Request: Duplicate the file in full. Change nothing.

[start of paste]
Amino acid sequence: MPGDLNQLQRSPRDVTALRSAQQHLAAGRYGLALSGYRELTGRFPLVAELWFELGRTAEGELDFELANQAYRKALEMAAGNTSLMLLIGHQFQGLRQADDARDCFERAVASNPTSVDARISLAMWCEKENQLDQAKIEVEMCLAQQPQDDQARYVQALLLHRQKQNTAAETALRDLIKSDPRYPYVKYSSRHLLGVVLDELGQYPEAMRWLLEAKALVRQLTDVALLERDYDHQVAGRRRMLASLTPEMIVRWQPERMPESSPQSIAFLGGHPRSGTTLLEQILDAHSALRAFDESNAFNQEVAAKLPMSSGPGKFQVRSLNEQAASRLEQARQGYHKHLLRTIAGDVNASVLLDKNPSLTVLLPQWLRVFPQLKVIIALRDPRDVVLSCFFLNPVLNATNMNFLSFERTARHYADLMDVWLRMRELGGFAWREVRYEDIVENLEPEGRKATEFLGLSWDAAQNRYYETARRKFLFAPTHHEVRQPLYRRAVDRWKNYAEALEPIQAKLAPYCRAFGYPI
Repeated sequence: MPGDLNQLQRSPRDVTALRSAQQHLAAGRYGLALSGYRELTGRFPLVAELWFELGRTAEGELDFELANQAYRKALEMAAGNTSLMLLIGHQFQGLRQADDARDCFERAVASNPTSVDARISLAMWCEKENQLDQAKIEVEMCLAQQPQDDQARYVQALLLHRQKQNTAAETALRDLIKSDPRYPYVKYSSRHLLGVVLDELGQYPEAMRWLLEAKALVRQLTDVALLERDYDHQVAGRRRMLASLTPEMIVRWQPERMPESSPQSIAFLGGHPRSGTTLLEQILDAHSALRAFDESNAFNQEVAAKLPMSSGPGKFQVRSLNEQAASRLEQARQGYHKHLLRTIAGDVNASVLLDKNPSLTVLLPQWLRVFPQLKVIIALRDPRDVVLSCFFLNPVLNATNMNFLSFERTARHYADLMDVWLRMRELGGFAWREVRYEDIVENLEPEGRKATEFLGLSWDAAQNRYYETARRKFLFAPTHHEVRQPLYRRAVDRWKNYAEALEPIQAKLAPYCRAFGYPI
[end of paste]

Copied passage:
Amino acid sequence: MPGDLNQLQRSPRDVTALRSAQQHLAAGRYGLALSGYRELTGRFPLVAELWFELGRTAEGELDFELANQAYRKALEMAAGNTSLMLLIGHQFQGLRQADDARDCFERAVASNPTSVDARISLAMWCEKENQLDQAKIEVEMCLAQQPQDDQARYVQALLLHRQKQNTAAETALRDLIKSDPRYPYVKYSSRHLLGVVLDELGQYPEAMRWLLEAKALVRQLTDVALLERDYDHQVAGRRRMLASLTPEMIVRWQPERMPESSPQSIAFLGGHPRSGTTLLEQILDAHSALRAFDESNAFNQEVAAKLPMSSGPGKFQVRSLNEQAASRLEQARQGYHKHLLRTIAGDVNASVLLDKNPSLTVLLPQWLRVFPQLKVIIALRDPRDVVLSCFFLNPVLNATNMNFLSFERTARHYADLMDVWLRMRELGGFAWREVRYEDIVENLEPEGRKATEFLGLSWDAAQNRYYETARRKFLFAPTHHEVRQPLYRRAVDRWKNYAEALEPIQAKLAPYCRAFGYPI
Repeated sequence: MPGDLNQLQRSPRDVTALRSAQQHLAAGRYGLALSGYRELTGRFPLVAELWFELGRTAEGELDFELANQAYRKALEMAAGNTSLMLLIGHQFQGLRQADDARDCFERAVASNPTSVDARISLAMWCEKENQLDQAKIEVEMCLAQQPQDDQARYVQALLLHRQKQNTAAETALRDLIKSDPRYPYVKYSSRHLLGVVLDELGQYPEAMRWLLEAKALVRQLTDVALLERDYDHQVAGRRRMLASLTPEMIVRWQPERMPESSPQSIAFLGGHPRSGTTLLEQILDAHSALRAFDESNAFNQEVAAKLPMSSGPGKFQVRSLNEQAASRLEQARQGYHKHLLRTIAGDVNASVLLDKNPSLTVLLPQWLRVFPQLKVIIALRDPRDVVLSCFFLNPVLNATNMNFLSFERTARHYADLMDVWLRMRELGGFAWREVRYEDIVENLEPEGRKATEFLGLSWDAAQNRYYETARRKFLFAPTHHEVRQPLYRRAVDRWKNYAEALEPIQAKLAPYCRAFGYPI